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April 22, 2024

The Green Banana

A Case for Clarifying and Amplifying Technology in Worship

I bought my first smartphone when my daughter was roughly four years old. Phones in her world, as she started to notice them, were all flat rectangles with computer screens on one side. But for most of us over the age of five at the time, an old school image would still come to mind if we were asked about phones: a traditional curved handset, with bigger ends where you would hold it up to your ear and your mouth. 

So when my new smartphone screen lit up with an incoming call—remember when people would still call each other?—I thought nothing of the green icon looking like the classic handset. My daughter, however, was confused. In her world of flat rectangle phones, that wasn’t what came to mind when she saw that icon. 

“Daddy?” she said in that sweet little voice. “Why is there a green banana on your phone?!”

The Wonder Of It All!

Technology is amazing, isn’t it? You can purchase a new jet ski on your smartphone while cruising in a metal tube 33,000 feet in the air on a commercial flight somewhere over Cincinnati, before settling in to read the latest digital edition of Reformed Worship on your tablet. People are 3-D printing affordable prosthetic limbs for wounded veterans. Global mission partners can connect directly into a worship service to share a first hand update with live video.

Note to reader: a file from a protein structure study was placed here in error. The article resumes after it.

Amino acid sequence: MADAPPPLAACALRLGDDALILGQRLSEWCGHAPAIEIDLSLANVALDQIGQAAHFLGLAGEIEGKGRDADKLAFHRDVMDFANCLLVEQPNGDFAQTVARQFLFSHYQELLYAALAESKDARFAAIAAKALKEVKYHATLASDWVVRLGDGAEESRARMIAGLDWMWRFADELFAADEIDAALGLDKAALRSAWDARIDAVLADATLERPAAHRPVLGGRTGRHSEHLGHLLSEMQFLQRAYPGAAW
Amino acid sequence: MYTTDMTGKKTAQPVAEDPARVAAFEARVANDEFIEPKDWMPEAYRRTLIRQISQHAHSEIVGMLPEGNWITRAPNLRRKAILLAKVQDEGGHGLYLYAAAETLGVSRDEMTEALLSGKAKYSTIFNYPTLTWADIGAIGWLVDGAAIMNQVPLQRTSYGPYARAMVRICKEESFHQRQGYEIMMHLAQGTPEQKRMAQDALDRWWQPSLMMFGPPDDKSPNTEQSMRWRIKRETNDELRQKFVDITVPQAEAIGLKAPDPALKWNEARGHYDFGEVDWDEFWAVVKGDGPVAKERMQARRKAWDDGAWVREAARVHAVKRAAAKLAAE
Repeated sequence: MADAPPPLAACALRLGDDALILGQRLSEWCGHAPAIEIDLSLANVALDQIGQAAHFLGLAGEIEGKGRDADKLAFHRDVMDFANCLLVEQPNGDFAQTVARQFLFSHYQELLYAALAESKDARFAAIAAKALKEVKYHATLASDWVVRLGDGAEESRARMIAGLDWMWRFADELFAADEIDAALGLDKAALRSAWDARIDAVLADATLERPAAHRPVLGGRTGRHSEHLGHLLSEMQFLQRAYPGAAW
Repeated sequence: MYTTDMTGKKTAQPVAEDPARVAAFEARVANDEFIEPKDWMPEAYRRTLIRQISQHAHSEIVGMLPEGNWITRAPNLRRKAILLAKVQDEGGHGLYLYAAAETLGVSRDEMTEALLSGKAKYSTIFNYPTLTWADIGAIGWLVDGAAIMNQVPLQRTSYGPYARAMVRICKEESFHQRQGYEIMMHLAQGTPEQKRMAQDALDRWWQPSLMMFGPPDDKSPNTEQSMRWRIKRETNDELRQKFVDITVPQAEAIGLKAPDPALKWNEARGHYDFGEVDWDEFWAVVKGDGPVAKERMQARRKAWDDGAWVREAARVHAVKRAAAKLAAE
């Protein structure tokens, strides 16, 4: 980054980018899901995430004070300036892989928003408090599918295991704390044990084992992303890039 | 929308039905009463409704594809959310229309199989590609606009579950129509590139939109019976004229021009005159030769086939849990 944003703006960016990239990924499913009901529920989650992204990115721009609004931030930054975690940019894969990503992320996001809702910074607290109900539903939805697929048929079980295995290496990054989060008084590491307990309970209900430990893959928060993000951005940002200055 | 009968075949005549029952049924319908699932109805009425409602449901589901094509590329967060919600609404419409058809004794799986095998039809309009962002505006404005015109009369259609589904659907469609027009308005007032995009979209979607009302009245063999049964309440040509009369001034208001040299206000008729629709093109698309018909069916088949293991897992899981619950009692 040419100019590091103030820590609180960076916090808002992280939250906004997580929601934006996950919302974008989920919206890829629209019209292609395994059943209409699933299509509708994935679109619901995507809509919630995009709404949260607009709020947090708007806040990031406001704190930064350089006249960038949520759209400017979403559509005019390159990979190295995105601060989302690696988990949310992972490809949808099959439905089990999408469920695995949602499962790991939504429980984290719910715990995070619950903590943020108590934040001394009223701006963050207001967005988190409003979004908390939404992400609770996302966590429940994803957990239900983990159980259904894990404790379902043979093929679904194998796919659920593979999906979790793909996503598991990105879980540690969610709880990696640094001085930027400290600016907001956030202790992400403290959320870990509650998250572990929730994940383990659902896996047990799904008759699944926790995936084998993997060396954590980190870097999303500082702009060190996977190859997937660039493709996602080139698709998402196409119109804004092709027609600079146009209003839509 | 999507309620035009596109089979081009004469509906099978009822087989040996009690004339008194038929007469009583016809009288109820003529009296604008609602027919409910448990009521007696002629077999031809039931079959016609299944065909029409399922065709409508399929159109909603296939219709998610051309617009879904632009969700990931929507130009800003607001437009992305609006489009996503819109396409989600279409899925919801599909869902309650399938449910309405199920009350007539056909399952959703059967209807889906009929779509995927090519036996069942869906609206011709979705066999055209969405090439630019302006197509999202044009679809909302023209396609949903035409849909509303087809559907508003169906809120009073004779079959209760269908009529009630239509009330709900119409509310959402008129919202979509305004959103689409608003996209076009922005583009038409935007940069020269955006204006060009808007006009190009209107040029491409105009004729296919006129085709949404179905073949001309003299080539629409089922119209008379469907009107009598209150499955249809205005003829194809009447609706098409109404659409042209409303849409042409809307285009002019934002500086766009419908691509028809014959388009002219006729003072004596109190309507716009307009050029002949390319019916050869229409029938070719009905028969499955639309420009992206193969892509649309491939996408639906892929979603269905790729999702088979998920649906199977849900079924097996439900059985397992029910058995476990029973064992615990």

From written language, to the printing press, to your notes app; from bronze tools, to plowshares, to irrigation systems; from the locomotive, to the Model T, to drone-based deliveries, the wonder of it all is staggering if you actually stop to think about it!

Technological advances are constantly evolving, as my daughter pointed out when she was little. Thus, we constantly need to discern the positives and negatives of new tools. While we’re grateful for the many productive ways technology enhances our lives, we often forget that technology always works back on its users.

Technology’s Double Work

Of course technology is a practical extension of who we are in some way. It’s a new way to work. Prior to the introduction of shovels, digging a hole meant using your hands. That’s not necessarily a bad thing, unless you wanted to dig a really large pit. Digging with your hands could take hours, or days, depending on the size of the hole. Shovels, though, would move the same amount of dirt in a fraction of the time. The greatest benefit offered by new technology is almost always convenience, after all. 

What we sometimes overlook is the way that new tools always affect the user. While the digger-of-holes has significantly more free time on his hands because of his new shovel, he also has something else on his hands from the shovel: blisters (John Dyer, From the Garden to the City, Kregel Publications, 2011).